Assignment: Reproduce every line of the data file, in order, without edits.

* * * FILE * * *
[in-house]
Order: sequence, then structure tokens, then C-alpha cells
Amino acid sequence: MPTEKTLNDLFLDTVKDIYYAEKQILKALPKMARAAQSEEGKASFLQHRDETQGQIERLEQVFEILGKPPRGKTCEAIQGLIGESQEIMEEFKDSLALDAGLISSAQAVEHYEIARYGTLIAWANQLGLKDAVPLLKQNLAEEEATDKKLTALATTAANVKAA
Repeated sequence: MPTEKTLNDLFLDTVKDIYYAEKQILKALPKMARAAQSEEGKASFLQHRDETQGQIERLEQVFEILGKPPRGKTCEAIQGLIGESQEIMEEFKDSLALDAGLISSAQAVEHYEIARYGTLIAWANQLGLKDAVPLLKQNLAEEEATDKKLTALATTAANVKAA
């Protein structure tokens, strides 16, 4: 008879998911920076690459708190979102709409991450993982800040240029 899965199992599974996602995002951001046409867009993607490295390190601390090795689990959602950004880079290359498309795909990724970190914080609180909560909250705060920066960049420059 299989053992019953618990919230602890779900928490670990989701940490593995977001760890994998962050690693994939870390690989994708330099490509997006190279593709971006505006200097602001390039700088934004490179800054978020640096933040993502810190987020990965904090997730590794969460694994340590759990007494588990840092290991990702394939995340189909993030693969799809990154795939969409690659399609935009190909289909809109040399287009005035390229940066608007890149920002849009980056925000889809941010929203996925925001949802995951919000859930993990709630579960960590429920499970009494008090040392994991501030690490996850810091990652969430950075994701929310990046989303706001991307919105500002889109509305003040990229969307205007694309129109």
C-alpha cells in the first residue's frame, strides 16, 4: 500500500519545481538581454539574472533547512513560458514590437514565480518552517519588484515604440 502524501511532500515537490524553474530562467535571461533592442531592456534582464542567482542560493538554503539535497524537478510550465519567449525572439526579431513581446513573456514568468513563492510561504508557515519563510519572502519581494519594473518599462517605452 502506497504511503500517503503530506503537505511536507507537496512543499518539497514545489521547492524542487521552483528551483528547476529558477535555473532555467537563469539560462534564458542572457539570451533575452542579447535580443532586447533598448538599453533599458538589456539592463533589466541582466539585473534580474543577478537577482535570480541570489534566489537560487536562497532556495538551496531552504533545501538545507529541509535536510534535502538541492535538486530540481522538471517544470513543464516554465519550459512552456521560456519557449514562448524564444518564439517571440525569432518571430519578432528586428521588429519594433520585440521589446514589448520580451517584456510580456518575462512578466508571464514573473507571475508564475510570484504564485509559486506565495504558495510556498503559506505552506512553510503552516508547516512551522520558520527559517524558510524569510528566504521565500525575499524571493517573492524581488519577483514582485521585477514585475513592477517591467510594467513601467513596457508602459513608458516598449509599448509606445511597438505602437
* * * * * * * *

[in-house]
Order: sequence, then structure tokens, then C-alpha cells
Amino acid sequence: MPTEKTLNDLFLDTVKDIYYAEKQILKALPKMARAAQSEEGKASFLQHRDETQGQIERLEQVFEILGKPPRGKTCEAIQGLIGESQEIMEEFKDSLALDAGLISSAQAVEHYEIARYGTLIAWANQLGLKDAVPLLKQNLAEEEATDKKLTALATTAANVKAA
Repeated sequence: MPTEKTLNDLFLDTVKDIYYAEKQILKALPKMARAAQSEEGKASFLQHRDETQGQIERLEQVFEILGKPPRGKTCEAIQGLIGESQEIMEEFKDSLALDAGLISSAQAVEHYEIARYGTLIAWANQLGLKDAVPLLKQNLAEEEATDKKLTALATTAANVKAA
């Protein structure tokens, strides 16, 4: 008879998911920076690459708190979102709409991450993982800040240029 899965199992599974996602995002951001046409867009993607490295390190601390090795689990959602950004880079290359498309795909990724970190914080609180909560909250705060920066960049420059 299989053992019953618990919230602890779900928490670990989701940490593995977001760890994998962050690693994939870390690989994708330099490509997006190279593709971006505006200097602001390039700088934004490179800054978020640096933040993502810190987020990965904090997730590794969460694994340590759990007494588990840092290991990702394939995340189909993030693969799809990154795939969409690659399609935009190909289909809109040399287009005035390229940066608007890149920002849009980056925000889809941010929203996925925001949802995951919000859930993990709630579960960590429920499970009494008090040392994991501030690490996850810091990652969430950075994701929310990046989303706001991307919105500002889109509305003040990229969307205007694309129109």
C-alpha cells in the first residue's frame, strides 16, 4: 500500500519545481538581454539574472533547512513560458514590437514565480518552517519588484515604440 502524501511532500515537490524553474530562467535571461533592442531592456534582464542567482542560493538554503539535497524537478510550465519567449525572439526579431513581446513573456514568468513563492510561504508557515519563510519572502519581494519594473518599462517605452 502506497504511503500517503503530506503537505511536507507537496512543499518539497514545489521547492524542487521552483528551483528547476529558477535555473532555467537563469539560462534564458542572457539570451533575452542579447535580443532586447533598448538599453533599458538589456539592463533589466541582466539585473534580474543577478537577482535570480541570489534566489537560487536562497532556495538551496531552504533545501538545507529541509535536510534535502538541492535538486530540481522538471517544470513543464516554465519550459512552456521560456519557449514562448524564444518564439517571440525569432518571430519578432528586428521588429519594433520585440521589446514589448520580451517584456510580456518575462512578466508571464514573473507571475508564475510570484504564485509559486506565495504558495510556498503559506505552506512553510503552516508547516512551522520558520527559517524558510524569510528566504521565500525575499524571493517573492524581488519577483514582485521585477514585475513592477517591467510594467513601467513596457508602459513608458516598449509599448509606445511597438505602437